These medicines are different in a few ways that may play a role in your decision. Your health also plays a role in which medicine is best for you. Your doctor can help you understand the benefits and risks of each medicine based on your health.
If you have certain health conditions, warfarin may be the only anticoagulant you can take safely. For example, if you have an artificial heart valve, severe kidney or liver disease, or rheumatic mitral valve stenosis, you can't take one of the newer anticoagulants.8
Warfarin has been used for many years to reduce the risk of stroke in people who have atrial fibrillation. The medicine is low-cost, and doctors understand its long-term effects.
Anticoagulants other than warfarin are newer. Their long-term effects aren't known.
Risk of bleeding in the brain
All anticoagulants have a risk of causing bleeding in different parts of the body, including the brain. Bleeding in the brain is very serious. Compared with warfarin, the newer anticoagulants have a lower risk of causing bleeding in the brain.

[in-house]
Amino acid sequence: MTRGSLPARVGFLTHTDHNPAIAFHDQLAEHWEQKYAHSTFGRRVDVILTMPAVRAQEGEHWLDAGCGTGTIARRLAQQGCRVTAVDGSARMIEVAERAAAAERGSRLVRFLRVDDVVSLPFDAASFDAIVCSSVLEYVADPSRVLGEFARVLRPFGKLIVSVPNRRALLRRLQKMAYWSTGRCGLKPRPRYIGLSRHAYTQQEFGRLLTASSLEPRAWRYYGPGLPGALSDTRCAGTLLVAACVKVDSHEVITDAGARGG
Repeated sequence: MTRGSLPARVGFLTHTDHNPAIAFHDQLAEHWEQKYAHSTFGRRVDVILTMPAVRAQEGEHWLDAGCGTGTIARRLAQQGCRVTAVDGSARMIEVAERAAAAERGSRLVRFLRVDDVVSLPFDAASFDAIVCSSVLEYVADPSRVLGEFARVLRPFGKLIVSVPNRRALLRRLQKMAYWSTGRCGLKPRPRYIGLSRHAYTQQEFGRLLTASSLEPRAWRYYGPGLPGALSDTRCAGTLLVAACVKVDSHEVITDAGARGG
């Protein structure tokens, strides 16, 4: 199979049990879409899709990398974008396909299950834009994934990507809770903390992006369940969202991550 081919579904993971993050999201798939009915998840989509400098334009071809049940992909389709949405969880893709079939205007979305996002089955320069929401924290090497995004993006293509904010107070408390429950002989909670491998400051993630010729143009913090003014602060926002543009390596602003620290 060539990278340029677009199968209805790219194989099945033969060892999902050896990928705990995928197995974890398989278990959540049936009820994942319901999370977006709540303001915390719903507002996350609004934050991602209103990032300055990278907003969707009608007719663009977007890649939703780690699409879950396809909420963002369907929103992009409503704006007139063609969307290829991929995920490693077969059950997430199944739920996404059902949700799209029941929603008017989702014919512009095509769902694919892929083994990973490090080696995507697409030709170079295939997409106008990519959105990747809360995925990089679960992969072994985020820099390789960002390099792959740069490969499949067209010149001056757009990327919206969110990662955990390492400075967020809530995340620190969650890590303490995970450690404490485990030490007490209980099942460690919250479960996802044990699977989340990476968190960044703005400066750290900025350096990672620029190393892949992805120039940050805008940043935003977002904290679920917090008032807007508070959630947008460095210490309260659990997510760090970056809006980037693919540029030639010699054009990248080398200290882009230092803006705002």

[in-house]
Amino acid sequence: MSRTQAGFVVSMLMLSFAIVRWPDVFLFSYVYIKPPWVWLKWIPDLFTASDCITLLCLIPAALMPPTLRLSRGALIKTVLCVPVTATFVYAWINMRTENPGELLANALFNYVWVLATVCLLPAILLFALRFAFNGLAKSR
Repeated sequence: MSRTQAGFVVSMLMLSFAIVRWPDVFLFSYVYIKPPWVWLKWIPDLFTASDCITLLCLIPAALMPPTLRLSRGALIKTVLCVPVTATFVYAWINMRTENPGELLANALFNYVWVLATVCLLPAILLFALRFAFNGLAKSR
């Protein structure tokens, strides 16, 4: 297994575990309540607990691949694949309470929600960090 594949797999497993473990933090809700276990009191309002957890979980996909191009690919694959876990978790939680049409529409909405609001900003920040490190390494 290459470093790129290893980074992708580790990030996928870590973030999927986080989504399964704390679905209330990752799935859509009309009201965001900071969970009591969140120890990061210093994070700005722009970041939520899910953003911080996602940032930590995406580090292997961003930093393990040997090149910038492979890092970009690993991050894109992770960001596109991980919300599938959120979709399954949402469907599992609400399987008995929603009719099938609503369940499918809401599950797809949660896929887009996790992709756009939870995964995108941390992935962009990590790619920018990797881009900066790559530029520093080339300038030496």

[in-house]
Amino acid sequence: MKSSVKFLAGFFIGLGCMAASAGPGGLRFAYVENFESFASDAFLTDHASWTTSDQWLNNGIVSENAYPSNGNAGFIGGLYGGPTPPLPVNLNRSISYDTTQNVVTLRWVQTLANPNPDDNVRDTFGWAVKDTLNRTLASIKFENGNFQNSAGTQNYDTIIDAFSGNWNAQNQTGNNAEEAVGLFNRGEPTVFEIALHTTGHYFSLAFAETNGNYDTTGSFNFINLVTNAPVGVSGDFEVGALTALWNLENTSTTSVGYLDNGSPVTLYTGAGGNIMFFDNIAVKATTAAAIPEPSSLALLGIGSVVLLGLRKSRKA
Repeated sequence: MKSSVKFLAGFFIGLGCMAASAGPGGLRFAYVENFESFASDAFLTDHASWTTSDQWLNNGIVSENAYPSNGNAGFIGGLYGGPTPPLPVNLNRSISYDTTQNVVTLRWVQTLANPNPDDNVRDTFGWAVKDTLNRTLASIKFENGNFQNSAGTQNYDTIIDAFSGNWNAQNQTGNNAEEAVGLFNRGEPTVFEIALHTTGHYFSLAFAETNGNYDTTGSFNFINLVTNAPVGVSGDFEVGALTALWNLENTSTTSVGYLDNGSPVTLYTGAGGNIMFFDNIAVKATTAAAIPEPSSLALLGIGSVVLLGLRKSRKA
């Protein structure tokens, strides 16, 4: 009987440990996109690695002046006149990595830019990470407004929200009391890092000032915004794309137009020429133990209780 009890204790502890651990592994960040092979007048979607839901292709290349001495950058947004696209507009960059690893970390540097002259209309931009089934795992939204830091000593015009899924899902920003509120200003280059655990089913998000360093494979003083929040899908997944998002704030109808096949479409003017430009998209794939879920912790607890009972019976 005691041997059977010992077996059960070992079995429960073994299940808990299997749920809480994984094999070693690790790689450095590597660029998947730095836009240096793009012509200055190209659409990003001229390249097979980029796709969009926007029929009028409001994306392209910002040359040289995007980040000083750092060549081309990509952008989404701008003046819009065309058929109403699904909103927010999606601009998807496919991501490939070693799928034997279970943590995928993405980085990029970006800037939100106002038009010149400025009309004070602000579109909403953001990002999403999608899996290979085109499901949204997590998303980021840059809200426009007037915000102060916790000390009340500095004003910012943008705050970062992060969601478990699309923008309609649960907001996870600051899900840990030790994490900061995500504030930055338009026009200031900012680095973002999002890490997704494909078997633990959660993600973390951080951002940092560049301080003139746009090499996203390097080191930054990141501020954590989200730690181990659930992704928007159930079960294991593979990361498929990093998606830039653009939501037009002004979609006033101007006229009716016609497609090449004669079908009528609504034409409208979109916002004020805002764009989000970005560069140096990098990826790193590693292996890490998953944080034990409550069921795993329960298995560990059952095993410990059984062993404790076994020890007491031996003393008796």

Research studies show that about 6 out of 1000 people who take a newer anticoagulant may have bleeding in the brain. This means that 994 out of 1000 people may not have this bleeding problem. About 12 out of 1000 people who take warfarin may have bleeding in the brain. This means that 988 out of 1000 people may not have this bleeding problem.7
Blood tests and vitamin K monitoring
When you take warfarin, you'll need to get regular blood tests to make sure you are taking the right dose. And you will need to watch how much vitamin K you eat and drink.
When you take a different type of anticoagulant, you don't need to have regular blood tests to check if you are taking the right dose and you don't need to watch your vitamin K intake.
Warfarin costs less than the other anticoagulants. Warfarin costs about $100 for a 1-year supply. Anticoagulants other than warfarin can cost about $3,500 for a 1-year supply.9 If you have health insurance, some or all of this cost may be covered.
If you have a bleeding problem or need surgery right away, your doctor may need to quickly reverse the effects of an anticoagulant.
Dabigatran and warfarin. Doctors know how to quickly reverse the effects of dabigatran and warfarin to stop or prevent bleeding.
Apixaban, edoxaban, and rivaroxaban. Doctors do not have a medicine that has been proved to quickly reverse the effects of these anticoagulants.